¶5 Next, it is argued that this was an evidentiary harpoon, which (1) is generally made by an experienced police officer; (2) is voluntary; (3) is wilfully jabbed; (4) introduces evidence of other crimes; (5) is calculated to prejudice; (6) does in fact prejudice the defendant. Bruner v. State, 612 P.2d 1375 (Okl.Cr. 1980).
¶6 The questioning must be reviewed to respond to this argument:
Q. (By Mr. Tannery): Okay, and you say you encountered this individual on the porch?
A. Yes. He was coming out the screen door.
Q. What if anything did you say at this time, or did you hear this individual say?
Q. What did you hear in response?
A. Okay. The response was, `You don't need any of that stuff.' No, I beg your pardon. The first that was one of his later statements. The statement was saying that he was going to go get some THC.
¶7 The statement regarding THC was a response to the prosecutor's question, and the prosecutor had already been ordered not to inject evidence of other crimes when the trial court sustained the appellant's pretrial motion in limine to exclude statements and evidentiary harpoons of other crimes. Therefore, while the reference to THC was [642 P.2d 281] not an evidentiary harpoon, it was improper for the prosecutor to lead the witness into revealing this evidence of another crime.
¶8 The State argues that this is not evidence of another crime, "and at most shows an intent to commit a crime." The State is reminded, however, that evidence of an intent to commit another crime is prejudicial and has been recognized by this Court as such.
The improper testimony in the present case concerned plans and uncommitted acts. However, the State cannot inject evidence of a defendant's criminal character and claim that technically it is not evidence of other crime just because there has been no actual crime committed. The evidence of an alleged plan or of a defendant's criminal propensities can be just as harmful and create as much prejudice. (citations omitted). Turner v. State, 629 P.2d 1263 (Okl.Cr. 1981).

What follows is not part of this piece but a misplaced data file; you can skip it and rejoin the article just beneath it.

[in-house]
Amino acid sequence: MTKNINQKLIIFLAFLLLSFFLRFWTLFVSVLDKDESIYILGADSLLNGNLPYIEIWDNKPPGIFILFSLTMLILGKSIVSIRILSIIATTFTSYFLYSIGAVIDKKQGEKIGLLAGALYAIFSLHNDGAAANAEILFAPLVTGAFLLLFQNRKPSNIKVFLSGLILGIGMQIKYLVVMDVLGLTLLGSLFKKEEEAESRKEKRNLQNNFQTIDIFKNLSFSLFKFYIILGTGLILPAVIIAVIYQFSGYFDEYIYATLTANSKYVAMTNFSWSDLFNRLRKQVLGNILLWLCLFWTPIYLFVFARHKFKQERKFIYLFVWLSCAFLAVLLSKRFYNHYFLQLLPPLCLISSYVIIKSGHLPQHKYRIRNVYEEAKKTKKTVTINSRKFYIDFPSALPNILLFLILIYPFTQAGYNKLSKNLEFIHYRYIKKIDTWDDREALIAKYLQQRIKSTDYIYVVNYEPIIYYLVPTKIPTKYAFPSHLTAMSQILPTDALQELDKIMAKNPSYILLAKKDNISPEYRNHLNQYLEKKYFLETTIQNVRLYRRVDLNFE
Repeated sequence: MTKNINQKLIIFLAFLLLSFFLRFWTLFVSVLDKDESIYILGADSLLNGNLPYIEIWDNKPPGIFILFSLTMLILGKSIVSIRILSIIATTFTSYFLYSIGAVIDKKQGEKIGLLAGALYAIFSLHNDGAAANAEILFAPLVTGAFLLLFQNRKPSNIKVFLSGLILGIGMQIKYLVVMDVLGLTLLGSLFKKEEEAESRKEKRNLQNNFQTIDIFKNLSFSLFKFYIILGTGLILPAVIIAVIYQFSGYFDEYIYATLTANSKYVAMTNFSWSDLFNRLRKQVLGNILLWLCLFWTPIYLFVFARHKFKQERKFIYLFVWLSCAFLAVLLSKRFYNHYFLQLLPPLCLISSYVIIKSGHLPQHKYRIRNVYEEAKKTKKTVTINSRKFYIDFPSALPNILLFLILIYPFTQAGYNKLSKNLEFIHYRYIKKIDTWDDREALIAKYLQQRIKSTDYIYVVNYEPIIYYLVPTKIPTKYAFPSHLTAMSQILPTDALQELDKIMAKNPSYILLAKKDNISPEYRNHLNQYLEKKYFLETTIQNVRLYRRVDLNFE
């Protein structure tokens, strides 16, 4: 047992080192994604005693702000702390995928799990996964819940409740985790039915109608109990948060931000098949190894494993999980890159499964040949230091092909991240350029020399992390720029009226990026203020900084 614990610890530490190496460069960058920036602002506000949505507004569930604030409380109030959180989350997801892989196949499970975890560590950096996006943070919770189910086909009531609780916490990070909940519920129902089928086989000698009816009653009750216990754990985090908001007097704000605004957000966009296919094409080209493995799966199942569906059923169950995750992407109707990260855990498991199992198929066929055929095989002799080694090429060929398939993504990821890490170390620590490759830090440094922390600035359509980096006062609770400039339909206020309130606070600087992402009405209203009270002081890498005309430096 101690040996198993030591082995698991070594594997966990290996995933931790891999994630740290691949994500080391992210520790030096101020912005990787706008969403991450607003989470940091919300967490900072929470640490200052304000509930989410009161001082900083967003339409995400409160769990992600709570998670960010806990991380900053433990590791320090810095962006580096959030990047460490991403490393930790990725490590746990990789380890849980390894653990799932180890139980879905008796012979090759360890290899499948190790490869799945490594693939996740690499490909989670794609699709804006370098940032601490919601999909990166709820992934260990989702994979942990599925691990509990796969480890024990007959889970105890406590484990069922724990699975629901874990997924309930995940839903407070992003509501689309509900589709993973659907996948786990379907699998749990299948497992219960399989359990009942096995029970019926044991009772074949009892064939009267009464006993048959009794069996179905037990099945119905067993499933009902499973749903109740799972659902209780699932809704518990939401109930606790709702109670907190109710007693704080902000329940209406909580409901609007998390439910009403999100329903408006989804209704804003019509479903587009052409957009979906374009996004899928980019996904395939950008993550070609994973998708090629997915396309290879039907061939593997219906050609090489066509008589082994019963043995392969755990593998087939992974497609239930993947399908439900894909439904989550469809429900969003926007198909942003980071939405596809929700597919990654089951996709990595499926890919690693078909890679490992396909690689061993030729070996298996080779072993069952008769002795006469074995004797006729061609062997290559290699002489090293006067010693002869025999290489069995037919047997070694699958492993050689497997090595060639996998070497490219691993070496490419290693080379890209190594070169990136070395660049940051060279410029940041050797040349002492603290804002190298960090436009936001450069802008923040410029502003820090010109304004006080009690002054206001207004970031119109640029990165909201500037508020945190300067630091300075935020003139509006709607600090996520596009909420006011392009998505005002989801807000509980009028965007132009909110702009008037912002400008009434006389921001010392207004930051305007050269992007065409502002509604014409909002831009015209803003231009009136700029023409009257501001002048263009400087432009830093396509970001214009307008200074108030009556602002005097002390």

¶9 The fact that this was improper evidence of another crime does not automatically result in relief for the appellant, however, if the error is slight in relation to the weight of the evidence. This is clearly a situation in which the error was harmless. Chapman v. California, 386 U.S. 18, 87 S. Ct. 824, 17 L. Ed. 2d 705 (1967).
¶10 Finally, the appellant argues that the trial court erroneously failed to admonish the jury regarding the other crimes evidence and failed to instruct the jury regarding the proper use of other crimes evidence. Burks v. State, 594 P.2d 771 (Okl.Cr. 1979), is cited in support of this argument, but Burks is speaking of those cases in which other crimes evidence has been properly admitted for a limited purpose. In the case before us the evidence was slight, though improper, and this is one situation in which the admonition and instruction, neither of which were requested, could have resulted in a harmful emphasis on the evidence.
¶11 The judgments and sentences are affirmed.
CORNISH, J., concurs.
BUSSEY, J., concurs in results.